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“If you’re not in fashion, you’re nobody.”

February 27, 2015

No, it isn’t a line from AbFab, but is in fact a quote of Lord Chesterfield, said some 260 years earlier.

Perhaps it was being in Paris over Fashion Week for the World Retail Congress that got me, and my colleague Diana Springer, thinking about the concept of brands needing to be “in fashion”. Chesterfield’s statement so clearly defines the ultimate aim of marketing and advertising: constantly keeping the brands we work on current, in-favour, preferred, and hopefully even loved – essentially, in fashion. I’m not sure that Chesterfield could’ve foreseen just how hard that task would be in today’s world, where just about everything is available everywhere, all the time.

The World Retail Congress is admittedly less stylish than Fashion Week but probably with a lot more substance to be had. After heading from the likes of John Lewis, Tesco, Coke, Printemps & Louis Vuitton, what struck us is that there is something fundamental to brands that have the ability to stay in-fashion.

You may think that it requires being on top of, and adopting, the latest trends (maybe creating a few of your own), or religiously following popular culture. We argue that it’s only a part of it. However, we just need to be reminded that Apple – easily one of the trendiest brands out there – is noticeably absent on two of the most popular platforms of our time: Facebook & Twitter. No, being in fashion is a lot more than just the technology you use (and far harder work).

Brands that stay in fashion have one thing in common. A clear and powerful purpose, which consistently allows them to present themselves in authentic, unique ways that keeps the brand wanted and chosen.

Disney, has the unique ability to ‘suspend reality’ in just about every person on the planet. They’ve taken one of their most compelling propositions, Cinderella, into retail spaces around the world with their Bibidi Bopidi Boutique It’s a space where little girls live out the ultimate fantasy of being transformed into Cinderella, through a range of services where they’re pampered, made-up and dressed into real-life princesses. Clearly this suspension of reality is working – the waiting list for the Harrods boutique is six months, with prices up to R18,000 a go.

Being in fashion also demands delivering value. Discount food retailer Lidl understands that product and price alone don’t equal value (unless of course you are consistently the cheapest in your category – a rare feat). Struggling with their ‘cheap’ image in Sweden, they set out to get back in fashion by convincing people that Lidl isn’t a compromise.

They opened a pop-up gourmet restaurant called Dill (a convenient play on their name). Headed up by leading chefs who secretly used products exclusively from Lidl – it became an instant success. Their little secret wasn’t made public until the popular pop-up shut its doors.

Johnnie Rush, from the Home Shopping Network, talked about the ‘e-factor’ where you create an emotion that leads to a sale. Brands that are in-fashion acknowledge consumer needs and mindset, and are able to offer their consumers social currency – experiences and stories that move beyond the transactional. Ann Cairne, the head of insight for Mastercard, echoed this sentiment – one of the biggest macro worldwide trends that they’re seeing in global spend, is the shift away from commodities to experiences.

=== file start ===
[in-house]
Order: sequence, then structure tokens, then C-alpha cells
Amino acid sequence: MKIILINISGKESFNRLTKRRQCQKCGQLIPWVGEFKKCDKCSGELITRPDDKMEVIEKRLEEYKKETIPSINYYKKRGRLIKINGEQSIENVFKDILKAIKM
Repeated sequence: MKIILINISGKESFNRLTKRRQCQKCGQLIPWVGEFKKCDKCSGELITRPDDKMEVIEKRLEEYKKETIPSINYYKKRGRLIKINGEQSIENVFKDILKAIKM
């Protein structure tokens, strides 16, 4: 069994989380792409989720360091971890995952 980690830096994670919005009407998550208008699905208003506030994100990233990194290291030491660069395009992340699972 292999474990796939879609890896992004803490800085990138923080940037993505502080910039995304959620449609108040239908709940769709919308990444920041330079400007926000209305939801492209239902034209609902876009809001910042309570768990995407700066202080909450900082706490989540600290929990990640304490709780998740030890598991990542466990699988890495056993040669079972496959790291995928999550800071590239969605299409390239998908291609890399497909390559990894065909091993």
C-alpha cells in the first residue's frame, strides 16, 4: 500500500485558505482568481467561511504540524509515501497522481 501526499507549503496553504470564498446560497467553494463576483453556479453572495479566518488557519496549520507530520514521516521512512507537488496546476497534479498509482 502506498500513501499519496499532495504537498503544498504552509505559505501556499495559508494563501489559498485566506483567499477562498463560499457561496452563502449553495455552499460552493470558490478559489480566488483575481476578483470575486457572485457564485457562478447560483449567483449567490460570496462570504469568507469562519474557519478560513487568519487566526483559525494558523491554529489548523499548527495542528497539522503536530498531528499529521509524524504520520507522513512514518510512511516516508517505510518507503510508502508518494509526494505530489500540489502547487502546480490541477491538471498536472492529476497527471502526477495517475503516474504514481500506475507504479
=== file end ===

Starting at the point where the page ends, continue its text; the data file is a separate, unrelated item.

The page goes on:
A great example of a brand that has acknowledged this shift is Shoes of Prey, an Australian (and soon to be global) retailer. Modern consumers’ desire personalisation and customisation, so Shoes of Prey tapped into this mindset by giving shoppers the ability to design their very own, one-of-a-kind, pair of shoes, both online and at David Jones. De rigueur indeed.

Disney have taken this even further with their D-Tech-Me studios, which print 3D replicas of customers as Star Troopers, Super Heroes or Princesses. Now that’s living the brand. Every week, lululemon stores and showrooms push their products aside, unroll yoga mats and turn their spaces into instant yoga studios. The classes are complimentary and lead by instructors from local studios, building real brand communities and followers.

But perhaps, most importantly, staying in fashion requires you to consistently build social currency. It’s the value associated with your brand that is intangible, yet so desirable, that your audience is continually prepared to spend their hard-earned money on your brand, no matter what anyone thinks.

Enter CROCS. In our opinion, far from the fashion icons seen at Fashion Week, however with 300 million pairs sold globally and revenue of $1bn, we think that neither their customers, nor they, could care less. In fact, a senior executive at the Congress commented, “we like that we have detractors, it brings us to the forefront”.

As much as these are global shifts, they are increasingly relevant locally. As South African consumers become ever more value conscious – seeking out brands and services that deliver meaningful, tangible impact – brand owners need to push beyond the veneer of just advertising or dialing up the decibels of their ad spend to attract and retain consumers. Easier said than done in a world of ubiquity. So, the real challenge is finding a unique, authentic way to present your brand. Great product and price are becoming passport factors. You need a thorough understanding of why your customers should put you at the top of their list. And that’s called purpose.

If you would like to chat more about being ‘in-fashion’ and hear more from the World Retail Congress please get in touch.

  • Robert Grace is Group Partner of Strategy for the M&C Saatchi Abel Group in South Africa.
  • Diana Springer is Managing Partner Strategy for the M&C Saatchi Abel Gauteng.


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